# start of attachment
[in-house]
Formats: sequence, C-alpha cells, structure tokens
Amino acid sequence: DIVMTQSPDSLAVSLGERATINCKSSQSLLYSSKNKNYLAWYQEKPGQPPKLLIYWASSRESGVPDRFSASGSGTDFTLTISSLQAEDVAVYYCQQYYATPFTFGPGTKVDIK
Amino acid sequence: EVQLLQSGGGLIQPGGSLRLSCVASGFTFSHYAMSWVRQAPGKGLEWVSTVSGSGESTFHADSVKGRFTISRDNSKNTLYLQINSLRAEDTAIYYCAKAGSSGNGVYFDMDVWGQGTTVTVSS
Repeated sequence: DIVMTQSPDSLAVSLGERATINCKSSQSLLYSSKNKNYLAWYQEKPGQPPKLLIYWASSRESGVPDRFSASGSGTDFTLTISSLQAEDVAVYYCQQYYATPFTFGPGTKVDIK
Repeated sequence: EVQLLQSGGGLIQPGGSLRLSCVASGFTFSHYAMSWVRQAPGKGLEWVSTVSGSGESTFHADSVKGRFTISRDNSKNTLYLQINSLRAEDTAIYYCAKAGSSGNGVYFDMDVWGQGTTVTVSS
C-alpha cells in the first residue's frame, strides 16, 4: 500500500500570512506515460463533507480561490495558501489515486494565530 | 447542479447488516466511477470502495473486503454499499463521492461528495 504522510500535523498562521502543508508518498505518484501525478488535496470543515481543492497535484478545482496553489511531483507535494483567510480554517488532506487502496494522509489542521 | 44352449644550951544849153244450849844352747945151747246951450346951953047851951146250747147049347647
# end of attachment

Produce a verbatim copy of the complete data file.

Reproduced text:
[in-house]
Formats: sequence, C-alpha cells, structure tokens
Amino acid sequence: DIVMTQSPDSLAVSLGERATINCKSSQSLLYSSKNKNYLAWYQEKPGQPPKLLIYWASSRESGVPDRFSASGSGTDFTLTISSLQAEDVAVYYCQQYYATPFTFGPGTKVDIK
Amino acid sequence: EVQLLQSGGGLIQPGGSLRLSCVASGFTFSHYAMSWVRQAPGKGLEWVSTVSGSGESTFHADSVKGRFTISRDNSKNTLYLQINSLRAEDTAIYYCAKAGSSGNGVYFDMDVWGQGTTVTVSS
Repeated sequence: DIVMTQSPDSLAVSLGERATINCKSSQSLLYSSKNKNYLAWYQEKPGQPPKLLIYWASSRESGVPDRFSASGSGTDFTLTISSLQAEDVAVYYCQQYYATPFTFGPGTKVDIK
Repeated sequence: EVQLLQSGGGLIQPGGSLRLSCVASGFTFSHYAMSWVRQAPGKGLEWVSTVSGSGESTFHADSVKGRFTISRDNSKNTLYLQINSLRAEDTAIYYCAKAGSSGNGVYFDMDVWGQGTTVTVSS
C-alpha cells in the first residue's frame, strides 16, 4: 500500500500570512506515460463533507480561490495558501489515486494565530 | 447542479447488516466511477470502495473486503454499499463521492461528495 504522510500535523498562521502543508508518498505518484501525478488535496470543515481543492497535484478545482496553489511531483507535494483567510480554517488532506487502496494522509489542521 | 44352449644550951544849153244450849844352747945151747246951450346951953047851951146250747147049347647